Alberta AGS Conference Day 1

I am attending AGS Conference this weekend in Edmonton and I have thoroughly enjoyed the first day. They have provided us with a great line-up of speakers, it has been wonderful reconnecting with people, meeting new friends and so much learning. DNA has been the biggest hit for attendees with topics covering all aspects and levels.

Being days away from a trip to Ireland meant Ruth Blair’s talk on Preparing for a Genealogical Trip in 7 Steps was a great session to attend. It also has me with a few last-minute To-Dos.

Organizing Your Genetic Genealogy by Diahan Southard inspired me to sit in my room after the banquet working on my DNA spreadsheet.

Today has Kyle Betit is giving the opening Keynote and I will be attending his later session on Advances in Irish Research.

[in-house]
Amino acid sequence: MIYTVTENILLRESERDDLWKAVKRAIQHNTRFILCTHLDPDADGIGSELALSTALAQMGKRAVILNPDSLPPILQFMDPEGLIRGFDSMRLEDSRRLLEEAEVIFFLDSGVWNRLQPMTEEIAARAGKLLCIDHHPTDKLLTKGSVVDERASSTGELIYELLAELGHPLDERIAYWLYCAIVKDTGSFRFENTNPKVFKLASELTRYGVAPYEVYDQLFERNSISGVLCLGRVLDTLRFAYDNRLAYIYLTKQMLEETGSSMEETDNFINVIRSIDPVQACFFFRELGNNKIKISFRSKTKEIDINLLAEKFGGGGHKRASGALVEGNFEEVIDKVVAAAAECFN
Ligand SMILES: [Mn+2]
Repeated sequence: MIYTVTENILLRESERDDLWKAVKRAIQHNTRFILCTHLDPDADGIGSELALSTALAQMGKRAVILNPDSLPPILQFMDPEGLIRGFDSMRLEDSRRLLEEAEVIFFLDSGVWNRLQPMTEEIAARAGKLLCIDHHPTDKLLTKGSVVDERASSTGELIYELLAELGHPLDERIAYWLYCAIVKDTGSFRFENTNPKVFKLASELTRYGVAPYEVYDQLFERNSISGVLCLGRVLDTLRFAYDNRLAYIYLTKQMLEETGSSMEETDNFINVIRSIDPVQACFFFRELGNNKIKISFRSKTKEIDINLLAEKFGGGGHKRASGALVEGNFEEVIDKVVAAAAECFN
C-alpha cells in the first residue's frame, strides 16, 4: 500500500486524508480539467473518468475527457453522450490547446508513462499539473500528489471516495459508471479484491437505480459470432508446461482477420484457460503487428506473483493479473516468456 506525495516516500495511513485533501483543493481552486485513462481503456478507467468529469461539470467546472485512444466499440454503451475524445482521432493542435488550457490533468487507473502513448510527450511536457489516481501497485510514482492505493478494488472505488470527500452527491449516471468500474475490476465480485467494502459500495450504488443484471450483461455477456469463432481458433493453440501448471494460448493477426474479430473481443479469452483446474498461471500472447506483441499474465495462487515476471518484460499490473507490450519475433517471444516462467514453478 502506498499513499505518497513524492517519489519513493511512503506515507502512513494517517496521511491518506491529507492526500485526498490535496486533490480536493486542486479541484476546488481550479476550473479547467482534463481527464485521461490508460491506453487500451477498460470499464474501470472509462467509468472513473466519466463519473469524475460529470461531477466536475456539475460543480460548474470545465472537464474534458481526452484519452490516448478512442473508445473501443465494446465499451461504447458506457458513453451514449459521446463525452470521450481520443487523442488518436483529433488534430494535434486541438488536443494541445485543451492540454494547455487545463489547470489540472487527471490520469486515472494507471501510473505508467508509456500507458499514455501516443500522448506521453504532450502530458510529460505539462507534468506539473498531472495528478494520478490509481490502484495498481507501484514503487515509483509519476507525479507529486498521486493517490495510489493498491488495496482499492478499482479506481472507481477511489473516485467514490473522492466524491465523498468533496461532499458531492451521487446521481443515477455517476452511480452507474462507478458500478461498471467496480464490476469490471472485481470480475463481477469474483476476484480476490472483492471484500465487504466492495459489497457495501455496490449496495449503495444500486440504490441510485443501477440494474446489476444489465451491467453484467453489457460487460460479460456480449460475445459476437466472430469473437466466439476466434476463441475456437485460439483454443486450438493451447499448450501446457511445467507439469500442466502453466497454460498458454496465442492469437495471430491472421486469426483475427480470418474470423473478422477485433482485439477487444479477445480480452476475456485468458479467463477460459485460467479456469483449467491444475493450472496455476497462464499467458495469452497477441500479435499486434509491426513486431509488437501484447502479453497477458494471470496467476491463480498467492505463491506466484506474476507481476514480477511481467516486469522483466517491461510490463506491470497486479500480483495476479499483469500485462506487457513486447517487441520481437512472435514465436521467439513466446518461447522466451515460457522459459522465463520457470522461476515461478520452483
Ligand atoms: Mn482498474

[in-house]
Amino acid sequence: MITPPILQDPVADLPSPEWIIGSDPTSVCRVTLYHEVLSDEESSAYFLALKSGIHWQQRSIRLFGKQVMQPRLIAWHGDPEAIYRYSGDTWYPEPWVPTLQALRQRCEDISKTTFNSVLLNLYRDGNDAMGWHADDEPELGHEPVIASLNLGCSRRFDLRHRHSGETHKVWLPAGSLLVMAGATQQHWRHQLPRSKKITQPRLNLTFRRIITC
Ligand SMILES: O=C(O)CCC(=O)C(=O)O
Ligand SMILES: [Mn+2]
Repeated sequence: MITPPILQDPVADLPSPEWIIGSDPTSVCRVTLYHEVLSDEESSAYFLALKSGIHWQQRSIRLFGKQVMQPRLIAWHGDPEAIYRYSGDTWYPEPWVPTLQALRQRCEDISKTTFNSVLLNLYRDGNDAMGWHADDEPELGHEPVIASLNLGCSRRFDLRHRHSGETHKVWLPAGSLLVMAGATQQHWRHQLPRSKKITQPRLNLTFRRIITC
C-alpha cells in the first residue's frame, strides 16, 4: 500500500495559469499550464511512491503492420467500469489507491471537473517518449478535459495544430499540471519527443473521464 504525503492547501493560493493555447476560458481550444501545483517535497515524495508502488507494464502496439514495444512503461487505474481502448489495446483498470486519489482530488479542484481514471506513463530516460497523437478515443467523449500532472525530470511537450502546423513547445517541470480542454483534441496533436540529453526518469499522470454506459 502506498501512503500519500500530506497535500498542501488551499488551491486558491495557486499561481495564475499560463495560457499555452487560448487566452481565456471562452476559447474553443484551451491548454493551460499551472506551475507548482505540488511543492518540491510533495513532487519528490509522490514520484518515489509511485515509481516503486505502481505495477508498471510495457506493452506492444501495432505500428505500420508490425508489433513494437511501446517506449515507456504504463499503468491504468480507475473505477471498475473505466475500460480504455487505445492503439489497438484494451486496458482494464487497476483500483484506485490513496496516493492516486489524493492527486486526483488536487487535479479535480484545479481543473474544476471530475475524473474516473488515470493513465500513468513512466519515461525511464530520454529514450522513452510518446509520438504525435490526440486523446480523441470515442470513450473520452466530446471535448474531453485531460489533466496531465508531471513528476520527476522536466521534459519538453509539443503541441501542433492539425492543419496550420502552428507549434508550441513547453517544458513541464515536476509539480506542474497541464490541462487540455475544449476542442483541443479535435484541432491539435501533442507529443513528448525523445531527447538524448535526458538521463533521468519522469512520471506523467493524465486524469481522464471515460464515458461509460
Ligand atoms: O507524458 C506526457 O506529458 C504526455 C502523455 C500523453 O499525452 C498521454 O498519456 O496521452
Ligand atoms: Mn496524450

A surprise for me during the AGM was hearing my name announced and being presented with an award for an article I had written for our local genealogy society. I tend to not have a lot of confidence with my writing and I found this encouraging.

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I guess I will keep writing!

Bring on Day 2.

How to Find Alberta Vital Records

Alberta has a bad rap for genealogical records, but it isn’t the black hole of the West as most people think. Well maybe isn’t as easy as its counterparts like Saskatchewan Vital Records or Manitoba but the records are there.

Vital records are available at the Provincial Archives (PAA) for

  • Births that are over 120 years (not adoptions
  • Stillbirths over 75 years
  • Marriage over 75 years
  • Deaths over 50 years

If you are looking for more recent records here is the link for more information on the Service Alberta web page.

Here is the process I used to get a record for a relative who was married in Edmonton in 1908.  The first thing I did was go to the Provincial Archives of Edmonton webpage and located the Genealogy tab.